Chapter Thirty-Three

12.1K 299 20

I headed into boardroom A for a four o'clock meeting that I was scheduled for. Shannon, one of the temporary managers, stopped me. She had been recently promoted to fill in for my manager, Charlie, who was on parental leave. It was her first week on the job and there were plenty of things she hadn't fully grasped yet - schedules being one of those things. 

"Trevor, we have a coaching session at 4:00," she said.  

I could see the meeting was about to start and I already had one foot in the boardroom. I reminded her that I had a meeting scheduled, and not coaching, but she insisted I was wrong. I was a little annoyed, but did my best not to display my emotion. We walked back to her desk. I remained standing because I knew she was wrong, she just needed to be convinced of that. She opened up the scheduling software on her computer and found my name.  

TREVOR MORRISON: MEETING - 4:00 p.m. 

"Hmm, that's odd, I thought we had coaching," she remarked. 

I didn't say anything. 

"Okay, go to your meeting and then come back here at 5:00." 

I walked back to the meeting and listened to some frivolous company propaganda for a little shy of 60 minutes. The meeting let out a few minutes early and much to my surprise, there was Shannon, waiting for me by the door as if I was some convict she was responsible for escorting. 

"Are you ready for coaching?" she asked. 

"I guess so." 

"Coaching will actually be in boardroom B. Unfortunately, it will be more of a verbal warning, and I don't want to do it out in the open in front of everyone. Please follow me."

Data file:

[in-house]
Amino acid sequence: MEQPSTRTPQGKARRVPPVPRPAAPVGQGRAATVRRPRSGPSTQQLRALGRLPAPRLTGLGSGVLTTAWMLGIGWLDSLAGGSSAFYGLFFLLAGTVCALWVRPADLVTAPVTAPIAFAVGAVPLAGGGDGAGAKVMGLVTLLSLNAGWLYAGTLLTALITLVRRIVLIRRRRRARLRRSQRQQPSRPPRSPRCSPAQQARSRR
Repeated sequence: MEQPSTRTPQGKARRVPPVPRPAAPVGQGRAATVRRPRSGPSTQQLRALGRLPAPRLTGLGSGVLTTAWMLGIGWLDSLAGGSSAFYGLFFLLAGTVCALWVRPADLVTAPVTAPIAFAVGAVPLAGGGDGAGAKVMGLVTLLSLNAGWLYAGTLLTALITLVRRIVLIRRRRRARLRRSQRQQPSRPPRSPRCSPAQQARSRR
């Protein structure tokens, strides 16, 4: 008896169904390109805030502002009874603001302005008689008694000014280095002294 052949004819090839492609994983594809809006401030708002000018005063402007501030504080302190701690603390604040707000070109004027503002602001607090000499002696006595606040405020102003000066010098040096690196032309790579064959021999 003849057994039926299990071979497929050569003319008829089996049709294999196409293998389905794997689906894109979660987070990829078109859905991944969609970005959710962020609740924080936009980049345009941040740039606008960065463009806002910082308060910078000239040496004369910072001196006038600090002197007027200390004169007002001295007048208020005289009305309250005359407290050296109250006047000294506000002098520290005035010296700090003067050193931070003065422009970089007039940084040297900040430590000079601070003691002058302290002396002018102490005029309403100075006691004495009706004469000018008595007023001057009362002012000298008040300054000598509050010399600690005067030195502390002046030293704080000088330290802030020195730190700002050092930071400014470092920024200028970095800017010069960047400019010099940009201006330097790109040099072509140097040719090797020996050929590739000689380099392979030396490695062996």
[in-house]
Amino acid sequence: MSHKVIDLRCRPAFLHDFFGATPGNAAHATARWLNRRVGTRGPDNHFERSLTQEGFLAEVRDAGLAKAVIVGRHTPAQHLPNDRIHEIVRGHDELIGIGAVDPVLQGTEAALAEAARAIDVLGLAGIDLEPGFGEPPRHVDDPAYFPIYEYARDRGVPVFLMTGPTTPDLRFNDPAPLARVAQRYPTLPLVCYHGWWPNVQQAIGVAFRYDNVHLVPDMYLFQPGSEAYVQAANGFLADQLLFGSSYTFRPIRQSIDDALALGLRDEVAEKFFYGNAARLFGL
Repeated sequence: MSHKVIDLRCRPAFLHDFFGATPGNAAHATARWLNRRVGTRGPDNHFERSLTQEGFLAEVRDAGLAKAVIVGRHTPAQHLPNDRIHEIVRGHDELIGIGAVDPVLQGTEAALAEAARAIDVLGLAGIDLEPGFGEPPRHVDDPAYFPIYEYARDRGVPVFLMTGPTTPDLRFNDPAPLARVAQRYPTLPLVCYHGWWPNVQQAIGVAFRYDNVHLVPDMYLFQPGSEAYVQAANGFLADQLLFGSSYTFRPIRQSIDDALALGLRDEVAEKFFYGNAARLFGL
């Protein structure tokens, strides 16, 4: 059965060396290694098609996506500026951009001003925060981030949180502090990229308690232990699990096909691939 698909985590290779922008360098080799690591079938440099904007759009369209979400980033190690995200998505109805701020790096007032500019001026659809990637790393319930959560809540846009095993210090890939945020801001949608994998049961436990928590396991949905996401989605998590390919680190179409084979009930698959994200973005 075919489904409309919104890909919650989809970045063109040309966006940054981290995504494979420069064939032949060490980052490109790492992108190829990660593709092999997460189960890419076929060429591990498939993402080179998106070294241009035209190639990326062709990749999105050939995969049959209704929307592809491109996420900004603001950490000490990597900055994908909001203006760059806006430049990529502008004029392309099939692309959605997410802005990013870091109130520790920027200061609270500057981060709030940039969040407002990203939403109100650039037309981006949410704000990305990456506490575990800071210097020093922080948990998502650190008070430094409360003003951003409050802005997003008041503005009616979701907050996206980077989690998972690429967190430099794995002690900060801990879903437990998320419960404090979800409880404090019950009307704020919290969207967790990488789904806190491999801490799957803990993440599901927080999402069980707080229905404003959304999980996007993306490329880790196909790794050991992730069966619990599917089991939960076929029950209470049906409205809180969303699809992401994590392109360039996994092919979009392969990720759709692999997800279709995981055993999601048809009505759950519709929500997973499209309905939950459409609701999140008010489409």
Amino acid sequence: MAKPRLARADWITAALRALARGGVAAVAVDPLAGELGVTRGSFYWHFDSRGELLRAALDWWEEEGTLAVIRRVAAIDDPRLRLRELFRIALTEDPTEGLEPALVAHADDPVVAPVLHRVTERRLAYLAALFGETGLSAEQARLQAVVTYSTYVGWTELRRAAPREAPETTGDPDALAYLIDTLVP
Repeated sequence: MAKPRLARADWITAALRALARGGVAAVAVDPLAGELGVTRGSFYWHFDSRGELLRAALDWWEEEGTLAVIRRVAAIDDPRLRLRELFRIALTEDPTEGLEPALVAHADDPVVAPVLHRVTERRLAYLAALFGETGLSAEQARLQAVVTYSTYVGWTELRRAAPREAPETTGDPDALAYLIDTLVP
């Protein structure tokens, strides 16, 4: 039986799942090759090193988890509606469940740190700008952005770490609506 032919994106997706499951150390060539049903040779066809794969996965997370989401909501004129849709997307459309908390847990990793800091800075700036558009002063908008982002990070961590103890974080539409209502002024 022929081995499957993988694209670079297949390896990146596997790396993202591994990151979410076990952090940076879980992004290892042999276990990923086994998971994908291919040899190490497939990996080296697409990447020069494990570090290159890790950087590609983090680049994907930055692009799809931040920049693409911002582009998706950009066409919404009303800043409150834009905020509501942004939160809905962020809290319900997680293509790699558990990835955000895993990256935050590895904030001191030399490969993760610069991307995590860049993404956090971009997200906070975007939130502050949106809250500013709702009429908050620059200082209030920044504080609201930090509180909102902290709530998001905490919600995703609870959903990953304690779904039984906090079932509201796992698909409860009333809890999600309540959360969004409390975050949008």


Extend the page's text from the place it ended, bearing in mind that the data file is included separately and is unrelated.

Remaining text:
I followed Shannon into boardroom B. When we arrived, another two managers were already waiting there, Alfredo and Martin. 

She informed me they were just there to observe and take notes. 

I took a seat and crossed my legs. 

When Shannon began to speak, her voice became low and somber, in order to emote the seriousness of what she was about to discuss with me. The whole thing was rather amusing to me since I knew what she was trying to do. She was the newbie in the management pack and wanted to flex her muscles. She had chosen me to be her sacrificial lamb - a bad choice on her part.  

"Trevor," she said as she exhaled. "There are a few things we need to address with you. First of all, we have a list that gets produced each month that displays calls that are less than 20 seconds and your name appears on the top of this list every month. There's not even a close second. Now, the policy states you are to remain on the line for at least 20 seconds before disconnecting. Are you aware of that?" 

"Yes, of course. My manager discussed this with me already a few weeks ago." 

"So, please tell me why you disconnect so soon." 

"Okay, I will tell you what I told him. It's simple, really. In the past, if I received a call where I couldn't hear anyone on the other line, I would wait 20 seconds before disconnecting. I did this for years. After all those years, you know what I discovered? There was not even one instance where someone came on the line after 10 seconds. As it turns out, 20 seconds is an arbitrary number. Whoever came up with that policy got it wrong - it's inefficient. So, in an effort to improve call efficiency, I disconnect after 10 seconds in order to take more calls for the company." 

"I understand that, but the company wants you to wait at least 20 seconds before disconnecting. I don't want to see your name on this list again, okay?" 

"Okay." 

"The second thing, Trevor, is your idle time is very high. This implies you are chatting with your co-workers and avoiding calls. In some cases, you sit in idle mode for 20 minutes. I pulled a record of all the times you are sitting in idle and it appears you keep going in and out of ready mode in order to reposition yourself at the back of the queue. This is a very serious offense, Trevor. What do you have to say for yourself?"  

The Art of the HustleRead this story for FREE!